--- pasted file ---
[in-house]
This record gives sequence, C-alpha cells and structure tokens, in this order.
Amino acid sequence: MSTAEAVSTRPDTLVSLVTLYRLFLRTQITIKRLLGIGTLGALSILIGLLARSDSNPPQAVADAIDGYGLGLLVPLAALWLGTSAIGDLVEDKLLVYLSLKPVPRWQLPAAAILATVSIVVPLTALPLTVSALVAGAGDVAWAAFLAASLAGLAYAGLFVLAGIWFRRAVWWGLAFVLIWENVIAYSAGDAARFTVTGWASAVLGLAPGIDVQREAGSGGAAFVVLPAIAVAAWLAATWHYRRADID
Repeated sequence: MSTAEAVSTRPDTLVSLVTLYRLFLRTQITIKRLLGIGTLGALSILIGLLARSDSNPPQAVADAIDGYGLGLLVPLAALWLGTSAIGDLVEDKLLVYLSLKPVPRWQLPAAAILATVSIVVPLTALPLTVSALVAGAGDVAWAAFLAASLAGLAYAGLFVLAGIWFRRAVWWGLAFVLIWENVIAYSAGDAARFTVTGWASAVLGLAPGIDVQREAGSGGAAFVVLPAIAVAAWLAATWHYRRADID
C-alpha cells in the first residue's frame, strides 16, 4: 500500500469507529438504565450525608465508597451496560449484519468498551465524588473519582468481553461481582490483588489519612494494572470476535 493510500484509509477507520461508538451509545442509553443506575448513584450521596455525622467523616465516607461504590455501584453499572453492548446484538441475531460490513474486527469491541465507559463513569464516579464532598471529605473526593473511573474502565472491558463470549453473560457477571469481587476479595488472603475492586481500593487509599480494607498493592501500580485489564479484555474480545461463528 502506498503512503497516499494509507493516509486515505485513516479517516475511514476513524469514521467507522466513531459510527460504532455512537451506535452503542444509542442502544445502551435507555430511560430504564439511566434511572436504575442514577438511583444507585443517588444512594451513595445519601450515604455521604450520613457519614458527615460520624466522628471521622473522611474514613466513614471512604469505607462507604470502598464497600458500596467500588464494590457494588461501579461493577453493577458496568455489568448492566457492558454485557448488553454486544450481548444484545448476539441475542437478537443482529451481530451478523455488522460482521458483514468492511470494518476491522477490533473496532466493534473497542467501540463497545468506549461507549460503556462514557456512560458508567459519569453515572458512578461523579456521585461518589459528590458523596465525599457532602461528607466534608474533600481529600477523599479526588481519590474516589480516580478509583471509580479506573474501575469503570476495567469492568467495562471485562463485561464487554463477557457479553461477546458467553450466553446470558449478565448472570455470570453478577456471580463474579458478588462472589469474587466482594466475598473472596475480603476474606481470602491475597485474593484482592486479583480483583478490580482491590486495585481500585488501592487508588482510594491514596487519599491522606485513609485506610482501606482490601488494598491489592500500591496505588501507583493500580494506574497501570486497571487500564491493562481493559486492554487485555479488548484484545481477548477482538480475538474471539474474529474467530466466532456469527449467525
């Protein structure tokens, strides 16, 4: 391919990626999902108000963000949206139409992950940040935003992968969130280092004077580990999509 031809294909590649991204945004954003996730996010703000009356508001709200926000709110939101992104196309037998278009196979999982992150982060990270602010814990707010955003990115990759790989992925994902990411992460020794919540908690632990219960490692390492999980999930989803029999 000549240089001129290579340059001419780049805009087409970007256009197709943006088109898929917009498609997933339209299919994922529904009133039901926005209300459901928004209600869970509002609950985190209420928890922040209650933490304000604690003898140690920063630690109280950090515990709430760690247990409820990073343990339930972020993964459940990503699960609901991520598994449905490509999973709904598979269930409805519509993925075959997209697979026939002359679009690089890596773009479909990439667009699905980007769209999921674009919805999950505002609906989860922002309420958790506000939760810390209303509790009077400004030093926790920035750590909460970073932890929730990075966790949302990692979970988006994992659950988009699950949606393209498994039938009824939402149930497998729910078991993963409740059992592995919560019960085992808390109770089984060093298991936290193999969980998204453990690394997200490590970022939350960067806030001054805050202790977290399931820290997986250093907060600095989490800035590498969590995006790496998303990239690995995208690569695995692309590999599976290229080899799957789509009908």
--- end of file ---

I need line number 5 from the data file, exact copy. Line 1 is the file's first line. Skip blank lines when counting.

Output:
C-alpha cells in the first residue's frame, strides 16, 4: 500500500469507529438504565450525608465508597451496560449484519468498551465524588473519582468481553461481582490483588489519612494494572470476535 493510500484509509477507520461508538451509545442509553443506575448513584450521596455525622467523616465516607461504590455501584453499572453492548446484538441475531460490513474486527469491541465507559463513569464516579464532598471529605473526593473511573474502565472491558463470549453473560457477571469481587476479595488472603475492586481500593487509599480494607498493592501500580485489564479484555474480545461463528 502506498503512503497516499494509507493516509486515505485513516479517516475511514476513524469514521467507522466513531459510527460504532455512537451506535452503542444509542442502544445502551435507555430511560430504564439511566434511572436504575442514577438511583444507585443517588444512594451513595445519601450515604455521604450520613457519614458527615460520624466522628471521622473522611474514613466513614471512604469505607462507604470502598464497600458500596467500588464494590457494588461501579461493577453493577458496568455489568448492566457492558454485557448488553454486544450481548444484545448476539441475542437478537443482529451481530451478523455488522460482521458483514468492511470494518476491522477490533473496532466493534473497542467501540463497545468506549461507549460503556462514557456512560458508567459519569453515572458512578461523579456521585461518589459528590458523596465525599457532602461528607466534608474533600481529600477523599479526588481519590474516589480516580478509583471509580479506573474501575469503570476495567469492568467495562471485562463485561464487554463477557457479553461477546458467553450466553446470558449478565448472570455470570453478577456471580463474579458478588462472589469474587466482594466475598473472596475480603476474606481470602491475597485474593484482592486479583480483583478490580482491590486495585481500585488501592487508588482510594491514596487519599491522606485513609485506610482501606482490601488494598491489592500500591496505588501507583493500580494506574497501570486497571487500564491493562481493559486492554487485555479488548484484545481477548477482538480475538474471539474474529474467530466466532456469527449467525